Can data help end corporal punishment?
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Can data help end corporal punishment?

As a UNICEF communicator I’d bet that the widespread acceptance of corporal punishment – spanking, slapping, hitting, etc., a practice that seems to cross all boundaries – is one of the toughest challenges we face. Indeed, despite near universal ratification of the Convention on the Rights of the Child, only 8% of the world’s children are fully protected from being physically abused by adults.Why is corporal punishment unquestioned by so many?Answers may be in short supply, but a new discussion paper from the UNICEF Office of Research, Corporal Punishment in Schools: Longitudinal evidence from Ethiopia, India, Peru and Vietnam sheds important new light on the terrible damage this practice inflicts on children in the course of their education. Produced by the Young Lives Longitudinal Study on Child Poverty as part of the Office of Research multi-country study on violence affecting children, the paper gives a rare look at how teacher punishment in school affects children over time. The evidence is quite clear, with negative impacts observed at age 12, especially in decreased math scores, among many of the children who had experienced corporal punishment at age 8, compared with those who had not experienced it. These findings have been extensively controlled for community factors and previous school performance.The study also presents data which underlines how widespread corporal punishment can be. Among the 12,000 children studied from half to ninety percent, depending on the country, reported seeing a teacher beating a student in the last week.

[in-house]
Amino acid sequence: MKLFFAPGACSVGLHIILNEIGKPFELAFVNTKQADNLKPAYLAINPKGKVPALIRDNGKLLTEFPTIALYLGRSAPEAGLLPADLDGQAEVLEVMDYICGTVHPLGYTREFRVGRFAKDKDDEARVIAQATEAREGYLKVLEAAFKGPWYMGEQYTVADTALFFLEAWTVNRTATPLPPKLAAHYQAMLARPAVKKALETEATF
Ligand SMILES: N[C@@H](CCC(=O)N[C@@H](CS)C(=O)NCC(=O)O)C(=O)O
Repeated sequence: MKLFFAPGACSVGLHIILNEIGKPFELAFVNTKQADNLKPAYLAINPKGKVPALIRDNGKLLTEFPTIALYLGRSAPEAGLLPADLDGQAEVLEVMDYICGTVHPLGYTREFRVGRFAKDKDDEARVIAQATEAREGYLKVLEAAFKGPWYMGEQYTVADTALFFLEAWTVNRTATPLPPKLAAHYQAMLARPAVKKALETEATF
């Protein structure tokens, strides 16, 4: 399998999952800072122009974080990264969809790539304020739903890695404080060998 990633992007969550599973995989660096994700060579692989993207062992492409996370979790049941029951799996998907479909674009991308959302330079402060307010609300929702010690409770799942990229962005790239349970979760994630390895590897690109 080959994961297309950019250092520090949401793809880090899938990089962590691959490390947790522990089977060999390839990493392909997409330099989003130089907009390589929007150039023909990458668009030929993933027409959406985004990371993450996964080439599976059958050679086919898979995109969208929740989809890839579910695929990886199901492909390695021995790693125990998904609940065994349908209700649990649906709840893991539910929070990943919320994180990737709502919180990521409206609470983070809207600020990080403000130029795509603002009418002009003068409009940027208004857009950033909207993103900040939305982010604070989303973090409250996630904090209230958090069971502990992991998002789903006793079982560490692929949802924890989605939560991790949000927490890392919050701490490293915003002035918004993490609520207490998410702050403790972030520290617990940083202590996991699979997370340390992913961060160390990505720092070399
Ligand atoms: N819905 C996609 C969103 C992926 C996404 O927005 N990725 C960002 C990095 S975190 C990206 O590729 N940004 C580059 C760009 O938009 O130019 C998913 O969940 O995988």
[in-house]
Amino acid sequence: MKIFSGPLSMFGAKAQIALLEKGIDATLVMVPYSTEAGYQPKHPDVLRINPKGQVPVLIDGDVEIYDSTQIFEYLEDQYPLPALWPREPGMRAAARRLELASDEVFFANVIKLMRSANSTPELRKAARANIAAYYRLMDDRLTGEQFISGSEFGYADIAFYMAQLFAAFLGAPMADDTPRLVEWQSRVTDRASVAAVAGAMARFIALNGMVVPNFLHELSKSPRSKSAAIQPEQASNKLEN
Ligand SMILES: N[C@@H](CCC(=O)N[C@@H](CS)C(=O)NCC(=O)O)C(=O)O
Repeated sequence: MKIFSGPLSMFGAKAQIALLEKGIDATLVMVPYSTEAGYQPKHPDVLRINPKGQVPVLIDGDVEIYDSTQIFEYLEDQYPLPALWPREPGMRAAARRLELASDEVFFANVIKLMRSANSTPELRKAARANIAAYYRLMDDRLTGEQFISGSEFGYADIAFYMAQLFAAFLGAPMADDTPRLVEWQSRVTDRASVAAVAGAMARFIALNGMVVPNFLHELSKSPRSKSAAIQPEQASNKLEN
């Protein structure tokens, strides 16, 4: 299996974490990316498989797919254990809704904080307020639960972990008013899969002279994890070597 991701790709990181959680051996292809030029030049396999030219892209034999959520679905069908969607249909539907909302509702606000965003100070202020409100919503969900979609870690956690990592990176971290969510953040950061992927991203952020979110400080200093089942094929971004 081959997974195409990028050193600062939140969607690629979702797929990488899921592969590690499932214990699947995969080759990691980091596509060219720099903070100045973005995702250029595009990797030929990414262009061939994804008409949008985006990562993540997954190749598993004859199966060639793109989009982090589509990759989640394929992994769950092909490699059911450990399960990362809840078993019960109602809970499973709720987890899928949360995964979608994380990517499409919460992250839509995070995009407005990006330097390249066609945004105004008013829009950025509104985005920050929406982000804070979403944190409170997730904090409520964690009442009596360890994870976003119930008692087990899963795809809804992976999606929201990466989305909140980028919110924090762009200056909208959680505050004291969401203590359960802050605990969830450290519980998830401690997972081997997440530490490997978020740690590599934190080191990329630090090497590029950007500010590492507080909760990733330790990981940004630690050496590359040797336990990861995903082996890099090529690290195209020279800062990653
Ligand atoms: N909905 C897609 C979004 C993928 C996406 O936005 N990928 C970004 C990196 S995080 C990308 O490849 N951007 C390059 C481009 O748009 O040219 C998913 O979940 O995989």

It’s Payday! What a cash transfer looks like in Ghana
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It’s Payday! What a cash transfer looks like in Ghana

Cash transfer programs have become an increasingly popular component of social protection strategies across sub-Saharan Africa. These programs provide monthly payments to poor and vulnerable households and can lead to multiple demonstrated benefits, such as the improvement of health and education among young people, and impacting the local economy. Recently, the Government of Ghana expanded the Livelihood Empowerment Against Poverty (LEAP) Program, which assists extremely poor households (defined by those that live on less than $1.10 USD per day) that contain orphans and vulnerable children, the elderly and those with disabilities. The expansion, known as LEAP 1000, now includes extremely poor households with pregnant women and infants and focuses on children in the first 1000 days of life. Through the cash transfer payment, LEAP 1000 is expected to improve children’s nutritional status and reduce stunting, both common problems in Ghana.
Doing impact evaluation in a remote region of Ghana
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Doing impact evaluation in a remote region of Ghana